Research: Patients using Walgreens’ HIV-specialized pharmacies more adherent to their medications
DEERFIELD, Ill. — Walgreens recently presented research from two retrospective cohort studies exploring HIV and comorbid medication adherence at HIV-specialized pharmacies and the implications for HIV patients with serious mental illness. The research, presented at the Cell-Lancet conference, "What Will it Take to Achieve an AIDS-free World?," in San Francisco Nov. 3-5, demonstrates that adherence to therapeutic treatments for HIV and associated comorbidities, such as serious mental illness, was significantly higher for patients using Walgreens HIV-specialized pharmacies than for patients using other Walgreens retail pharmacies.
“Medication adherence is vital to maintaining optimal health for patients with the HIV virus. Poor medication adherence can lead to treatment failure, resistance to therapy and increased mortality and is one of the greatest and most costly barriers in treating illness today,” Janeen DuChane, senior director of clinical outcomes and analytics, Walgreens stated. “By developing specialized patient support programs, we can improve adherence for HIV patients, better serve HIV populations and reduce medical costs.”
In examining the differences in medication adherence for patients using Walgreens HIV-specialized pharmacies and those using other Walgreens retail pharmacies, researchers confirmed that HIV patients utilizing the specialized pharmacies were more adherent to their anti-retroviral and comorbid therapies. The study found that the mean proportion of days covered for patients using Walgreens HIV-specialized pharmacies was significantly higher than for patients using other Walgreens retail pharmacies.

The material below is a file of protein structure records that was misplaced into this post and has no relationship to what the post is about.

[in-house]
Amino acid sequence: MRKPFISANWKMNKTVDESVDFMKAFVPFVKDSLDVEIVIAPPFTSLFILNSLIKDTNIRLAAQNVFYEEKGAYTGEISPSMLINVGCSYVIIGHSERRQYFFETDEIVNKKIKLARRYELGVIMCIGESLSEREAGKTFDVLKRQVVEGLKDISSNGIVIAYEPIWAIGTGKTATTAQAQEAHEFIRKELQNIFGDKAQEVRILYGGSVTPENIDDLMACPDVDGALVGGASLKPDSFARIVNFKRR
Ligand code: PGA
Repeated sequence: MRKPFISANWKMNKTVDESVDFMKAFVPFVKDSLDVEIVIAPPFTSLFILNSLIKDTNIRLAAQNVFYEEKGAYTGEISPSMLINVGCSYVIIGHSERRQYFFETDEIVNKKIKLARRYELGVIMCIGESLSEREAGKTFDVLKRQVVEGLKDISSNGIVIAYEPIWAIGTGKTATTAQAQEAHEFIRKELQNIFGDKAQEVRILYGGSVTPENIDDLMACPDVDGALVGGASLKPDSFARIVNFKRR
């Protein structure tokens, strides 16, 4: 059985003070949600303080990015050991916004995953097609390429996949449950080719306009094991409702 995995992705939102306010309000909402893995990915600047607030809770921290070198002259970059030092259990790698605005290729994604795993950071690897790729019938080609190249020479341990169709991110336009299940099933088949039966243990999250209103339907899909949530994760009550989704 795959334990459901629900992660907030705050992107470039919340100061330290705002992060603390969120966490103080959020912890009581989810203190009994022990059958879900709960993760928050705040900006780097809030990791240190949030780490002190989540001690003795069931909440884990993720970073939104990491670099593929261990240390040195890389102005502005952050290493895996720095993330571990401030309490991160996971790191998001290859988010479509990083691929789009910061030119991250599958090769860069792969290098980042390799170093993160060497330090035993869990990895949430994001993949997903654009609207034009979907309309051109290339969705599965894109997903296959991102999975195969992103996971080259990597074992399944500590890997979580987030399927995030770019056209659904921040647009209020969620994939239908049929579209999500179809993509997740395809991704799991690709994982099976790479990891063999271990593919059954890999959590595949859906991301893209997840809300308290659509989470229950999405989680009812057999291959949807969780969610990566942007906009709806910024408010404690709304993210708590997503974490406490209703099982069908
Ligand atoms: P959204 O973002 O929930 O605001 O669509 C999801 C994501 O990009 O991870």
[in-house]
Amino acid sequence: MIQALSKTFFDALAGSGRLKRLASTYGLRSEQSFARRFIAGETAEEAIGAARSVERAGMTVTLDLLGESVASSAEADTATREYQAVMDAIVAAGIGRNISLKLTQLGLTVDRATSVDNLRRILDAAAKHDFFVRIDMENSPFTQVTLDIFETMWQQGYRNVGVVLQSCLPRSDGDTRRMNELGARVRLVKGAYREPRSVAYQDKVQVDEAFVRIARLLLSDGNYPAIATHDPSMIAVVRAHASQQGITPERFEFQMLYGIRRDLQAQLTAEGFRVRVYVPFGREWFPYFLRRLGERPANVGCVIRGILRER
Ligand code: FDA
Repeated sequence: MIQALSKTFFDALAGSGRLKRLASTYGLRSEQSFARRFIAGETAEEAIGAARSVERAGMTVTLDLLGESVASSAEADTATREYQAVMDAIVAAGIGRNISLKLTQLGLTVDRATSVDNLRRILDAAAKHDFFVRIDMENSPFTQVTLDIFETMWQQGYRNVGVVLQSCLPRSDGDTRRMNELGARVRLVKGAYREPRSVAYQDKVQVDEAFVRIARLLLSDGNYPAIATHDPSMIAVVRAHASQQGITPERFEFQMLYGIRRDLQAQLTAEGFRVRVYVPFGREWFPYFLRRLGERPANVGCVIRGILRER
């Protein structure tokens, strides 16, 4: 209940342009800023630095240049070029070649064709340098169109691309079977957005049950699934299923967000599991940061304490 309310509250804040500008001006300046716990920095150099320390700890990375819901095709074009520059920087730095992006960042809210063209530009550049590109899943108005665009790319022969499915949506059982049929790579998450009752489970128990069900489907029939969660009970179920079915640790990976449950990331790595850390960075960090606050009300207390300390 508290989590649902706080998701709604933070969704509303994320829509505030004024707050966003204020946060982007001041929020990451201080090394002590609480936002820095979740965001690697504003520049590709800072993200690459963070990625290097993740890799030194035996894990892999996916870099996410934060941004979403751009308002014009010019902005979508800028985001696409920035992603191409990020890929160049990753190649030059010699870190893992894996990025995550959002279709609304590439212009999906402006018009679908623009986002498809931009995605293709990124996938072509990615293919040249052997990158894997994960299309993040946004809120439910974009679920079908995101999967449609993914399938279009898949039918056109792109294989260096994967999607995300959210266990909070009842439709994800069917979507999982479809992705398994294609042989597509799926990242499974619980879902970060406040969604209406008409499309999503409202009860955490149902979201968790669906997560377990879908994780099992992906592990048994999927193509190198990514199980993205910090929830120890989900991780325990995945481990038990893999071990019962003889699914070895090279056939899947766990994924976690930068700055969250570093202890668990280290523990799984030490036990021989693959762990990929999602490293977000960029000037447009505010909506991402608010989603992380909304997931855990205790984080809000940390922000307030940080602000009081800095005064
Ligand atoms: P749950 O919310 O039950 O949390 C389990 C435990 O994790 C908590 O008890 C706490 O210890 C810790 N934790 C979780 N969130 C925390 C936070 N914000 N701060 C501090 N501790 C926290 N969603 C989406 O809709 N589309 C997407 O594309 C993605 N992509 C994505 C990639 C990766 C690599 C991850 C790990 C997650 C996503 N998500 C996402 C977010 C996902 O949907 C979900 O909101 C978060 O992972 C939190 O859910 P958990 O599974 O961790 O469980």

For patients taking angiotensin converting enzyme or angiotensin receptor blocker (drugs used to treat hypertension), Walgreens HIV-specialized pharmacy users had a significantly higher mean proportion of days covered of 82.6% compared with 79.6% in patients using other Walgreens retail pharmacies.
Among patients taking statins (drugs used to treat high cholesterol), Walgreens HIV-specialized pharmacy users also had a higher mean proportion of days covered of 83.7% than those using other Walgreens retail pharmacies (81.3%).
In a separate study, Walgreens researchers conducted a retrospective data analysis of HIV patients with serious mental illness, a group that often experience challenges associated with the willingness and ability to take medication as prescribed which can contribute to a two-fold increase in hospitalization costs. Nearly 30% of HIV patients assessed had an indication of serious mental illness comorbidity and demonstrated increased medication adherence2 when utilizing a Walgreens HIV-specialized pharmacy. Among HIV patients with serious mental illness who exclusively used HIV-specialized pharmacies, 32.7% were adherent to their anti-retroviral therapy versus 19.4% for HIV patients with serious mental illness using other Walgreens retail pharmacies.